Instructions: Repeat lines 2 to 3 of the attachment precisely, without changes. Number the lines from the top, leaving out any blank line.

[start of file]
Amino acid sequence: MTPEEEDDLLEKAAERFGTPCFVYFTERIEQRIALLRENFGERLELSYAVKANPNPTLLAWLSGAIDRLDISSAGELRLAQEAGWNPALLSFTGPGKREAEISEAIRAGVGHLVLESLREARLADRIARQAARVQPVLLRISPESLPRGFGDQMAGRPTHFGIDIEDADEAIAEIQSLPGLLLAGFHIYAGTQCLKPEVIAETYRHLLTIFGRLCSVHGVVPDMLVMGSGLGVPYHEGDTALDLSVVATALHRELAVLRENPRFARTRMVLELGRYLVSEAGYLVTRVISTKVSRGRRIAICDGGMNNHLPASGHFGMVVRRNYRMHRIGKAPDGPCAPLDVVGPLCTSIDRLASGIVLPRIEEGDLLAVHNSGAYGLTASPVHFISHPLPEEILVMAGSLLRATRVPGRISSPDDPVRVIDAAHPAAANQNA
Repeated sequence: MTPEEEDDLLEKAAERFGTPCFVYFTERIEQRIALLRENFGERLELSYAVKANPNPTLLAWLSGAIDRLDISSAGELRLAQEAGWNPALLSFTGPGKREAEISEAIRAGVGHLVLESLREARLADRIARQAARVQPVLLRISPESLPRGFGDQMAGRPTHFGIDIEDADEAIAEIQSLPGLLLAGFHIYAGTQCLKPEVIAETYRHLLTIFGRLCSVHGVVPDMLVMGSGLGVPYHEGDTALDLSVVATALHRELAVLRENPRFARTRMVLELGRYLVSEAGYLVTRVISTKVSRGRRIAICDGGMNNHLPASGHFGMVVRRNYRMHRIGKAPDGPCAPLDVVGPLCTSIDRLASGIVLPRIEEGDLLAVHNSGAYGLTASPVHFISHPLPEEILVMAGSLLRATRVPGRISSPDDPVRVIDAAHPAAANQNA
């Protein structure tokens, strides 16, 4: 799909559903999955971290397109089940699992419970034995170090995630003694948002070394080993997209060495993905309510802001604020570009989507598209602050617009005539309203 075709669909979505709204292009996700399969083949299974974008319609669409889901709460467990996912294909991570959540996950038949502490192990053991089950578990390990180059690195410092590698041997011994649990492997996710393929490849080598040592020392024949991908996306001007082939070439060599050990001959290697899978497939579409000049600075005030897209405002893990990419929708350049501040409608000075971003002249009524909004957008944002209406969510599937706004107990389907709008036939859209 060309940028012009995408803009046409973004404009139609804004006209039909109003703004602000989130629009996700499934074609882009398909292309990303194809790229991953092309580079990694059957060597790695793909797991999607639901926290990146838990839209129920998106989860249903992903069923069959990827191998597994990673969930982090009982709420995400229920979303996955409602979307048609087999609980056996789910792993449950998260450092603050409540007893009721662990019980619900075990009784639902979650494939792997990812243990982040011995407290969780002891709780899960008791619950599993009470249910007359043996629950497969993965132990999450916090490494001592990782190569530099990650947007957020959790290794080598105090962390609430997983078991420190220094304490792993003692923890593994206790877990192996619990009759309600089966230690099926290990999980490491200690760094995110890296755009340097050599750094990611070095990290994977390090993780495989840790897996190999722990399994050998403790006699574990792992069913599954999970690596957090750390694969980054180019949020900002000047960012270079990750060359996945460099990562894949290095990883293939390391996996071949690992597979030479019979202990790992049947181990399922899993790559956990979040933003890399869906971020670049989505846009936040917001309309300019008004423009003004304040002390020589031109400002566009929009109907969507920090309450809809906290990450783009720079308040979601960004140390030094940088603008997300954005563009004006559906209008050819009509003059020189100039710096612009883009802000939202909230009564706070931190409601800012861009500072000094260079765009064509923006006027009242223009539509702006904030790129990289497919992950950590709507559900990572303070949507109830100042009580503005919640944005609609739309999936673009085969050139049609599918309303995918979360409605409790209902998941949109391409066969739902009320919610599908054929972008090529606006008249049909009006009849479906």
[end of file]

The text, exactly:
Repeated sequence: MTPEEEDDLLEKAAERFGTPCFVYFTERIEQRIALLRENFGERLELSYAVKANPNPTLLAWLSGAIDRLDISSAGELRLAQEAGWNPALLSFTGPGKREAEISEAIRAGVGHLVLESLREARLADRIARQAARVQPVLLRISPESLPRGFGDQMAGRPTHFGIDIEDADEAIAEIQSLPGLLLAGFHIYAGTQCLKPEVIAETYRHLLTIFGRLCSVHGVVPDMLVMGSGLGVPYHEGDTALDLSVVATALHRELAVLRENPRFARTRMVLELGRYLVSEAGYLVTRVISTKVSRGRRIAICDGGMNNHLPASGHFGMVVRRNYRMHRIGKAPDGPCAPLDVVGPLCTSIDRLASGIVLPRIEEGDLLAVHNSGAYGLTASPVHFISHPLPEEILVMAGSLLRATRVPGRISSPDDPVRVIDAAHPAAANQNA
């Protein structure tokens, strides 16, 4: 799909559903999955971290397109089940699992419970034995170090995630003694948002070394080993997209060495993905309510802001604020570009989507598209602050617009005539309203 075709669909979505709204292009996700399969083949299974974008319609669409889901709460467990996912294909991570959540996950038949502490192990053991089950578990390990180059690195410092590698041997011994649990492997996710393929490849080598040592020392024949991908996306001007082939070439060599050990001959290697899978497939579409000049600075005030897209405002893990990419929708350049501040409608000075971003002249009524909004957008944002209406969510599937706004107990389907709008036939859209 060309940028012009995408803009046409973004404009139609804004006209039909109003703004602000989130629009996700499934074609882009398909292309990303194809790229991953092309580079990694059957060597790695793909797991999607639901926290990146838990839209129920998106989860249903992903069923069959990827191998597994990673969930982090009982709420995400229920979303996955409602979307048609087999609980056996789910792993449950998260450092603050409540007893009721662990019980619900075990009784639902979650494939792997990812243990982040011995407290969780002891709780899960008791619950599993009470249910007359043996629950497969993965132990999450916090490494001592990782190569530099990650947007957020959790290794080598105090962390609430997983078991420190220094304490792993003692923890593994206790877990192996619990009759309600089966230690099926290990999980490491200690760094995110890296755009340097050599750094990611070095990290994977390090993780495989840790897996190999722990399994050998403790006699574990792992069913599954999970690596957090750390694969980054180019949020900002000047960012270079990750060359996945460099990562894949290095990883293939390391996996071949690992597979030479019979202990790992049947181990399922899993790559956990979040933003890399869906971020670049989505846009936040917001309309300019008004423009003004304040002390020589031109400002566009929009109907969507920090309450809809906290990450783009720079308040979601960004140390030094940088603008997300954005563009004006559906209008050819009509003059020189100039710096612009883009802000939202909230009564706070931190409601800012861009500072000094260079765009064509923006006027009242223009539509702006904030790129990289497919992950950590709507559900990572303070949507109830100042009580503005919640944005609609739309999936673009085969050139049609599918309303995918979360409605409790209902998941949109391409066969739902009320919610599908054929972008090529606006008249049909009006009849479906």